DL Joe Mathis - Honestly, I'll admit it, I am absolutely blown away by the fact that Mathis has pushed himself into the two-deeps along the defensive line. Most people will probably scoff at my admission because, other than Danny Shelton, there isn't anyone with a guaranteed spot along the defensive line for myriad reasons -- injury, talent, productivity, etc. When he signed, I first felt like it would be a miracle for him to qualify (which he did) and then, even if he did, he would need at least a year or two to push for playing time due to needing to add more bulk and get used to the speed of the game. Now, he isn't perfect and he definitely has been swimming, but boy oh boy, does he look great along the defensive line. After a year of working into the rotation, I expect him, as long as he's healthy, to be a fixture along the Husky starting defensive line, either at end or at tackle, for the next three years (2014 - 2016). He's big, he's shown outstanding quickness and agility and he plays with a fire I haven't seen in quite some time along the defensive line.
LB John Timu - I've been a Timu believer for a while and the junior is starting to show my belief in his abilities was warranted. All he's done is improve since he arrived at Montlake. Now, there have been bumps in the road, especially when it came to being a sure-tackler, but toward the end of the 2012 season, he was much better and under Peter Sirmon's tutelage I believe Timu can and will be a First Team All-Pac 12 performer over the next two years. He's got outstanding quickness and underrated speed and he's become much more physical in the way he plays the game. Timu is also very smart and he reads things well and that is why he's one of the leaders of a defense that jumped over 70 spots in yards allowed last year and hope to make a move into the top 20 this fall.
OT Ben Riva - I was dubious on the move of Riva to left tackle, but, once again, I will admit it, I was absolutely wrong. Returns from camp are that the move for both Riva and Micah Hatchie, who moved to right tackle, has been a positive one. Riva just looks like an NFL offensive tackle in the making. He's a legit 6'6" and weighs over 300 pounds and he's got those long arms that teams covet. Riva showed surprising athleticism and seems to handle the speed rushers pretty well, although there were times he was beaten by Josh Shirley for "sacks" during camp. Expect Riva to be a huge key in how Keith Price performs this season and do be surprised if/when, by the end of the season, he winds up on one of the All-Pac 12 teams.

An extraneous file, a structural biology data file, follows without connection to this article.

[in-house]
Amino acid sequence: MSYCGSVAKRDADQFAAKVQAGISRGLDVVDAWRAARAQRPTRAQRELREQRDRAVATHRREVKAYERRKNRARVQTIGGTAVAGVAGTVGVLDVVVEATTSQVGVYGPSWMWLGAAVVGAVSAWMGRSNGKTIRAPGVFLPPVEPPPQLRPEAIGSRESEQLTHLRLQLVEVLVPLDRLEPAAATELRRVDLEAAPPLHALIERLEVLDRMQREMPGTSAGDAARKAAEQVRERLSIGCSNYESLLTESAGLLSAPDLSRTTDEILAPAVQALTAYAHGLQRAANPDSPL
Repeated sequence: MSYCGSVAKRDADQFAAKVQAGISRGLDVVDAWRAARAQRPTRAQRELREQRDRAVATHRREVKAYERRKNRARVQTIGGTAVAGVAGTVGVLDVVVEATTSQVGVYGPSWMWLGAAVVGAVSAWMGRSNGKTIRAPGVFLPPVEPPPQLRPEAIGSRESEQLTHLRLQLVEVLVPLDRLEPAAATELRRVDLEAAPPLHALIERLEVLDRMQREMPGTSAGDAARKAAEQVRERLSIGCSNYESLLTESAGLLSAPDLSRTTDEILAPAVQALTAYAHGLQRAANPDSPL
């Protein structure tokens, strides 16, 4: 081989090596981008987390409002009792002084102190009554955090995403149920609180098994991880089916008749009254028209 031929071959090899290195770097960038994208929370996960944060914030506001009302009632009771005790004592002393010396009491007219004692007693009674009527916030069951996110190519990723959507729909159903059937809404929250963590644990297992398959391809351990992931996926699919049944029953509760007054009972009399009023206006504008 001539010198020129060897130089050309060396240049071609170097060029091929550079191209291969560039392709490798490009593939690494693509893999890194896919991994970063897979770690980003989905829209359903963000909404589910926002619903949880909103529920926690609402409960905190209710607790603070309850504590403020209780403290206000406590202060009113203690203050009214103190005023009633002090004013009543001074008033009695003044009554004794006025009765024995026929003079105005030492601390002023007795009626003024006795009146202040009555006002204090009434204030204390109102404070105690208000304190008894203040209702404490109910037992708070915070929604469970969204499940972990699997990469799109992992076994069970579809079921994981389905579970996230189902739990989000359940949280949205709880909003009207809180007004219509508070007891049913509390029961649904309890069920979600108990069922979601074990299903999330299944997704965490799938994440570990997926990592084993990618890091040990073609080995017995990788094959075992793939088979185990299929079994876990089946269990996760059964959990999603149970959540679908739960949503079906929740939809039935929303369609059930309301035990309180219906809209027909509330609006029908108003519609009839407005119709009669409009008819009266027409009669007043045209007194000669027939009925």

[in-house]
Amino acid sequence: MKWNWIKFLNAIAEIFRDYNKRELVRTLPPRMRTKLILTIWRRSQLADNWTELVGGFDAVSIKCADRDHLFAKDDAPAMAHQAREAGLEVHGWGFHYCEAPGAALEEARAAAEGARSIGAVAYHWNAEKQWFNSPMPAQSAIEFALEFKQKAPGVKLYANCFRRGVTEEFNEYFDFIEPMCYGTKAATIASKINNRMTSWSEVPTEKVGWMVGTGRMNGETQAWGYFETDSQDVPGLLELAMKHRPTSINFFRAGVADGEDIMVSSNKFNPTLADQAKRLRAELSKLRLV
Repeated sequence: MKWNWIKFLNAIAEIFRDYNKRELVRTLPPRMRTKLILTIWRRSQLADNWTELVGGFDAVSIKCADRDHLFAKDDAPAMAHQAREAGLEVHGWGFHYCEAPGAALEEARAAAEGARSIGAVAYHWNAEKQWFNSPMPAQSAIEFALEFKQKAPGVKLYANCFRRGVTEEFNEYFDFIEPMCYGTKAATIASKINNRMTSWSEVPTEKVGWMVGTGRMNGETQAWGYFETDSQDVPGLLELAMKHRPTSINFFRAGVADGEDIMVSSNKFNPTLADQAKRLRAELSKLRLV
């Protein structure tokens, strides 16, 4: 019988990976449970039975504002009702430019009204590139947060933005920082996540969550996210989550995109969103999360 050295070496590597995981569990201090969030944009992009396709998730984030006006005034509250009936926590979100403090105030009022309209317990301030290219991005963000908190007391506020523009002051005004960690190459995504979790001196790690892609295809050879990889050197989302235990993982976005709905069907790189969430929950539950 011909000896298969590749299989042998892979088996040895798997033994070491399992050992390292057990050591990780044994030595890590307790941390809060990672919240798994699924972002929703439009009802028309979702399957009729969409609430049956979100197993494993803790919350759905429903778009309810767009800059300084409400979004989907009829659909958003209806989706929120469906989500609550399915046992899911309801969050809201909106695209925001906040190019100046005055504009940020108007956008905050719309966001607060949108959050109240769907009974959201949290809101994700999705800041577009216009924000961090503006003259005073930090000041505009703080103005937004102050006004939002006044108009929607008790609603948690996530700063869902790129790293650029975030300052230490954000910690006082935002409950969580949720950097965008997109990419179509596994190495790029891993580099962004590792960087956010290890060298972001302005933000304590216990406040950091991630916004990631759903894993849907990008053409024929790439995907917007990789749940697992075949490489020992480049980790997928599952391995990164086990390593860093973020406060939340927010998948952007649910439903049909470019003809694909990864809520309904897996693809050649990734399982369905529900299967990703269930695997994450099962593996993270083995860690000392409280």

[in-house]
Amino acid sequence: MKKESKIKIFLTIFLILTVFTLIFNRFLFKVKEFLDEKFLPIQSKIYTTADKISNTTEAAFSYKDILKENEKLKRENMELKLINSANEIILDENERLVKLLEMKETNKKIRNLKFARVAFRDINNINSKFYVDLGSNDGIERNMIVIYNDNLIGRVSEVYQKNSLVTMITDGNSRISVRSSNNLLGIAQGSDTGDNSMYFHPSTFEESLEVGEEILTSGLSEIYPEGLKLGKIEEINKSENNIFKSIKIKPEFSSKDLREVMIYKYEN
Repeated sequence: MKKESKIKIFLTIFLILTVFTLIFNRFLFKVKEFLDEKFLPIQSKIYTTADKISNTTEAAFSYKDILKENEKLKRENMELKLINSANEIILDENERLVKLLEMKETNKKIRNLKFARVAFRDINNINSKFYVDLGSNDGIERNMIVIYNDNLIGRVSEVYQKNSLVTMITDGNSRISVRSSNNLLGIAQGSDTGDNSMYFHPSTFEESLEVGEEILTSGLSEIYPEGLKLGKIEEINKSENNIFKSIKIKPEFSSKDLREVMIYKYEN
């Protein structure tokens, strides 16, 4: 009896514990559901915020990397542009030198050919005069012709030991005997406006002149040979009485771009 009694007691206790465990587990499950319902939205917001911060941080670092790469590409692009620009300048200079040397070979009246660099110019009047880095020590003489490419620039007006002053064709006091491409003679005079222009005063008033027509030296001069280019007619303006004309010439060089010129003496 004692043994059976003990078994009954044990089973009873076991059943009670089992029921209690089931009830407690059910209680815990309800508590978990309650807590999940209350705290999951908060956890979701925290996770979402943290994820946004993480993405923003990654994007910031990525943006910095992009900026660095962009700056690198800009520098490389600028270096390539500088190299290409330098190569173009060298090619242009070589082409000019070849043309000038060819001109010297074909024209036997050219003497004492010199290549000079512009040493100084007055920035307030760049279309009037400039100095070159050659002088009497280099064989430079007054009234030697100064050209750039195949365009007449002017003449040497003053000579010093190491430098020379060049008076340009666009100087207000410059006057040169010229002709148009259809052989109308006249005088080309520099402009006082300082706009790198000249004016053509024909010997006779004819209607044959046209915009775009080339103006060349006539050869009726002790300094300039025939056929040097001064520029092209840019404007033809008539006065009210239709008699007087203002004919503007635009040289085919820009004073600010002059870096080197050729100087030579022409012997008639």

WR John Ross - The early returns from Ross' play have been outstanding. He's got deep speed and sure hands. He won't start, that is Jaydon Mickens' spot, but he'll play a lot this fall and Washington worked in different packages to find ways to get him the ball and let him do his thing. Washington's secondary, no slouches by any means, struggled to keep Ross in check and that should mean a very solid and productive freshman campaign lies ahead.
LB Princeton Fuimaono - The senior linebacker wants to go out with a bang and he set the tone early and often in camp, unloading on several ball-carriers including two decleaters that sent tailbacks to the sidelines for a spell. One thing that head coach Steve Sarkisian likes about "Bobo", as he's known to his friends and teammates, is that he can play any linebacker spot on the field and their defense doesn't miss a beat. He isn't very big, but he packs a wallop when he arrives at the ball and he'll be a key cog both on defense and in the coverage units as the Huskies try and improve on their punt and kick coverage from last year.